Tuesday, February 20, 2024

2 years of film

After several years of digital photos, I got to wondering what using film would be like. Unlike some families, photography was not a big part of my life as a child. Even as a young adult, a film point and shoot was as tech as it got. I never considered buying a "real" SLR. Even with the point and shoot we often forgot to take it places.

Then the iPhone came along and I found I liked taking photos. (Don't get me started on the current incarnation of Apples desktop photo app.) People said some of them were pretty good. One trip we were wandering through a garden and Linda suggested that I take a photo of a birdhouse against a clear sky. I didn't, knowing it would be a tiny dot of colour, but it got me thinking about getting a 'real" DSLR. That happened mid 2016, and I fell in love with the world I discovered. I found that I saw the world differently when I was carrying a camera.

Fast forward to late 2021 and really early 2022, thinking more about film. I borrowed a pair of Nikon film cameras from a friend (thank you Sean!) and ran some film through them. I liked the experience, but the cameras never really felt at home in my hands, and I never really got the hang of the focussing split prism thing.

Then I picked up a big medium format rangefinder (Fujica GW690) and was hooked. I liked how it felt solid and comfortable in my hands. The Nikons went back to Sean, and later I picked up a 35m Canon 7 with a nice 50 mm lens. That was fun to use, but it locked up and I sent it away to be cleaned and go for consignment. I traded the lens in for a Canon EOS-3. It's not quite as much fun to use, being essentially an early digital camera that uses film. I've only used a 50mm f 1.8 lens I picked up cheap, but I could use the EF lenses for my digital cameras.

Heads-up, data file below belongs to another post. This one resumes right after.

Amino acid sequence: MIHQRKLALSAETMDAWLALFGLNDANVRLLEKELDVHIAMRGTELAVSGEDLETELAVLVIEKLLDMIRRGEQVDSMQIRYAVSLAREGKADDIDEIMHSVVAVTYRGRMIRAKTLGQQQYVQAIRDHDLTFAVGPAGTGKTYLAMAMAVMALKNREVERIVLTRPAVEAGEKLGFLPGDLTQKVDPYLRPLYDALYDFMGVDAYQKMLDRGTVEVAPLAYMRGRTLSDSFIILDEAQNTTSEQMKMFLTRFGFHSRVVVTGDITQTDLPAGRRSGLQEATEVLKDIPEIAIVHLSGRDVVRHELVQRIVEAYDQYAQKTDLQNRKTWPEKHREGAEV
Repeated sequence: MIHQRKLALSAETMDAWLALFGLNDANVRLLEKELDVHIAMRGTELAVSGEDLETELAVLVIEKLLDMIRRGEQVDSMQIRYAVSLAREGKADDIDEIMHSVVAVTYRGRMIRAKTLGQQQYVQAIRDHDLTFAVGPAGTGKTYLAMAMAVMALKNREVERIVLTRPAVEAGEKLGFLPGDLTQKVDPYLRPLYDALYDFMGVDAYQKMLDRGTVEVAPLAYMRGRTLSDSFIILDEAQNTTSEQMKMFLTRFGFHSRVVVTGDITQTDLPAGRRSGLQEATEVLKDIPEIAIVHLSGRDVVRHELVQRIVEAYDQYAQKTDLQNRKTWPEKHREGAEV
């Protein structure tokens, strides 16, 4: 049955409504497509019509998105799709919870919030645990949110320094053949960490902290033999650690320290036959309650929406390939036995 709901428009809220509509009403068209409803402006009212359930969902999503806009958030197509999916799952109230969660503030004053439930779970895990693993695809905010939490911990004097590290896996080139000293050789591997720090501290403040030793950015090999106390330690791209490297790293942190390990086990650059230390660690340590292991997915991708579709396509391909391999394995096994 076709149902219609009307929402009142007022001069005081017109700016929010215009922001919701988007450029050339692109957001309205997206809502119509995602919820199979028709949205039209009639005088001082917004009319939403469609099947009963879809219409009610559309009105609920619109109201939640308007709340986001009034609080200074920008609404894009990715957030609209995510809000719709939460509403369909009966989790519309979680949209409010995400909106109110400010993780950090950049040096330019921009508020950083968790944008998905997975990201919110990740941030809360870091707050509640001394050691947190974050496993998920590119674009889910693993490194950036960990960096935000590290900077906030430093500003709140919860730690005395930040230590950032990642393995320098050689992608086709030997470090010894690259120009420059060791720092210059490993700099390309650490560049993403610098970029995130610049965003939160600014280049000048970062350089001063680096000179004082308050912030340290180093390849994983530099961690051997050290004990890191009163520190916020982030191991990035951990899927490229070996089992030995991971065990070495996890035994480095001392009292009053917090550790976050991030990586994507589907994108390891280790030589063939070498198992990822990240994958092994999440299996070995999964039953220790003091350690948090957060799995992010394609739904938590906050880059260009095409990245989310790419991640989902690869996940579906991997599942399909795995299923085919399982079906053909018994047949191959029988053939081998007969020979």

How much film have I exposed? This much. Each sheet is a roll of film, typically 36 images on 35mm film, and 8 images on 120 medium format. They're in an orange binder, which explains the colour. The binder lives in a box, which is in a dark room. I know the digital photos could go away in the blink of a hard drive failure, and yes I have backups. But assuming the house doesn't burn down, that binder of negatives could sit there till my death, and then be put in another box with some photographic heir intending to see what I had done, and it might take them 50 years to get to it, and the negatives will still be here. Not that I think I'm another Vivian Maier or anything.